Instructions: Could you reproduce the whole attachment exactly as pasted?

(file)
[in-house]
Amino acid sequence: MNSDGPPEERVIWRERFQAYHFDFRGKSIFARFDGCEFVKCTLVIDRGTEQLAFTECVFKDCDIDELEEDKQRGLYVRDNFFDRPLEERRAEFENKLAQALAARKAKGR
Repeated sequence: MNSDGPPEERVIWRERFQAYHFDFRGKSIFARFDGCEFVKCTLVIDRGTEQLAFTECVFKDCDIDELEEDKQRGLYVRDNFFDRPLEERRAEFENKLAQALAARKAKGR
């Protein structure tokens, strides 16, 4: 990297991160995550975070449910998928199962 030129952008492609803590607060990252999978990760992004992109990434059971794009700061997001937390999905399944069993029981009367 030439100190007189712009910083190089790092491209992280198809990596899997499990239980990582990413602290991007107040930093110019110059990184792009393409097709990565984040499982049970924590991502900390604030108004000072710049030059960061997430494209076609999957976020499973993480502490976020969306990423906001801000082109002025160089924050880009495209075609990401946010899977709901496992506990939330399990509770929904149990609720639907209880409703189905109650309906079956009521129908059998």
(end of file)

[in-house]
Amino acid sequence: MNSDGPPEERVIWRERFQAYHFDFRGKSIFARFDGCEFVKCTLVIDRGTEQLAFTECVFKDCDIDELEEDKQRGLYVRDNFFDRPLEERRAEFENKLAQALAARKAKGR
Repeated sequence: MNSDGPPEERVIWRERFQAYHFDFRGKSIFARFDGCEFVKCTLVIDRGTEQLAFTECVFKDCDIDELEEDKQRGLYVRDNFFDRPLEERRAEFENKLAQALAARKAKGR
């Protein structure tokens, strides 16, 4: 990297991160995550975070449910998928199962 030129952008492609803590607060990252999978990760992004992109990434059971794009700061997001937390999905399944069993029981009367 030439100190007189712009910083190089790092491209992280198809990596899997499990239980990582990413602290991007107040930093110019110059990184792009393409097709990565984040499982049970924590991502900390604030108004000072710049030059960061997430494209076609999957976020499973993480502490976020969306990423906001801000082109002025160089924050880009495209075609990401946010899977709901496992506990939330399990509770929904149990609720639907209880409703189905109650309906079956009521129908059998």